My Way...

A couple of people asked me how do I introduce dogs into my pack or when we do evaluations on the farm.  When Clancy was alive, he was the best at determining the demeanor of dogs that came for a visit.  Only one dog needed to corrected and was A 2-year-old unneutered dog came in, and he thought he was the boss, or so he thought.  As he walked up to Clancy, he put his head on Clancys back showing dominance and in a split second, that dog was on his back, and Clancy had his mouth around his neck standing over him.  The dog's paws were rigid and straight up in the air and Clancy was standing over him but not tightening his jaws or moving.  Once the dog's paws relaxed, Clancy let him up, and they went off and played... In the wolf’s world, this is called the Wolf throw or Wolf roll.  The guest dog came in as an alpha, but in just a short time, he was submissive.  There are many things that you look for when you see a dog for the first time, and that will tell you nearly everything you need to know.  

Things to watch for; 
Direct eye contact
Raised hackles
Pricked ears
Teeth exposed toward the other dog

With that being mentioned, the one thing I always look at is their tail and what is it doing.  A Dogs tail will tell you A lot and how it carries it is an essential indicator of many things such as its current social standing as well as its mental state. There can be some variations, of course, depending upon how the dog naturally carries its tail but what I look for most is if the dogs tail is tucked between its legs.  This can be especially common whenever the dog feels that it is in the presence of a more dominant dog or person and it can also mean, “I accept my lowly role in the pack, and I’m not here to challenge you in any way.”  If the dog’s tail is held upward, this is often the sign of a dog that is in control and is dominant and confident. This may also be a display of a dog who is saying “I’m the boss here. Don’t mess with me.”  If this happens with a dog I am working with, I know to be on guard, especially if you have another dominant dog.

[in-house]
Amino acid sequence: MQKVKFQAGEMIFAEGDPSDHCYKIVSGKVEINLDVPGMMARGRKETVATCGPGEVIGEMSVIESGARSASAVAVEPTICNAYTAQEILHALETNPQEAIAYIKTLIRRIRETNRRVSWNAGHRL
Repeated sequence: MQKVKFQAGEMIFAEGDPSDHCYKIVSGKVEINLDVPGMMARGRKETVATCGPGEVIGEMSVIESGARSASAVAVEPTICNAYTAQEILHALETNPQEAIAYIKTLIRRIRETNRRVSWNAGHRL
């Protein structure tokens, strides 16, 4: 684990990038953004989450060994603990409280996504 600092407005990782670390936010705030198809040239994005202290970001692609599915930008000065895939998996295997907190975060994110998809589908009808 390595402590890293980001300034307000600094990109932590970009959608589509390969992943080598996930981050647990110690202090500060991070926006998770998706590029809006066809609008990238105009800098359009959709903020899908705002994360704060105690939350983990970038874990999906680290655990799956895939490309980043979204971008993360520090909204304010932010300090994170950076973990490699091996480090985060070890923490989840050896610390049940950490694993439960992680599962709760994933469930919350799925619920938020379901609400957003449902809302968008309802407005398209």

With that being stated, the question was. “how do you introduce a dog into your pack.”

Usually, when a dog arrives at the gate, I will notice how it’s acting.  Is it barking happily with there tongue out to the side or a frightened bark, but if you don’t see any emotion, you need to be on guard.  I will always choose my personal dogs to meet the new rescue or a guest dog because I want some calm personalities and I want it to be low key.  I will usually pick Annie, Doc and Shepp to be my guinea pig dogs.  After the dog enters the gate and putting all the information together from everything I have perceived so far and there is no reaction, I will immediately take the new dog off lead.

Front this point on, just to be sure you understand, I am not a trainer, dog behaviorist or an expert.  This is not advice or the way you should do this.  This is what works for me.

I feel that when a dog comes inside the fence, they can feel trapped because they can handle the pressure of the lead and the dogs around them if the lead is on and that in itself can cause problems because they know there is no escape.  Once inside and the dog is free, there will be sniffing and checking for butt smells which are common.  Stay on top of the situation by watching the eyes, ears, and tail, this is critical.  I always make sure I am close by and in position for anything.  Because it’s my dogs and I have verbal control over them, it’s the new dog I watch.  If I saw something I didn’t like, I say, “let’s go” which is my trigger word to go play and mine will run through the woods and it’s a happy time for the dogs, and usually, the guest dog isn’t far behind, and any issues can be de-escalated.  The new dog will of course either stay back or go because of curiosity but the problem is solved, and the problems have resolved itself.   If the dogs are just unsure of the situation and you still don't get a good feel, we go for a walk together.  My dogs will run through the woods playing and running, and the new dogs will usually hold back but, in just a few minutes, they want to join in the fun.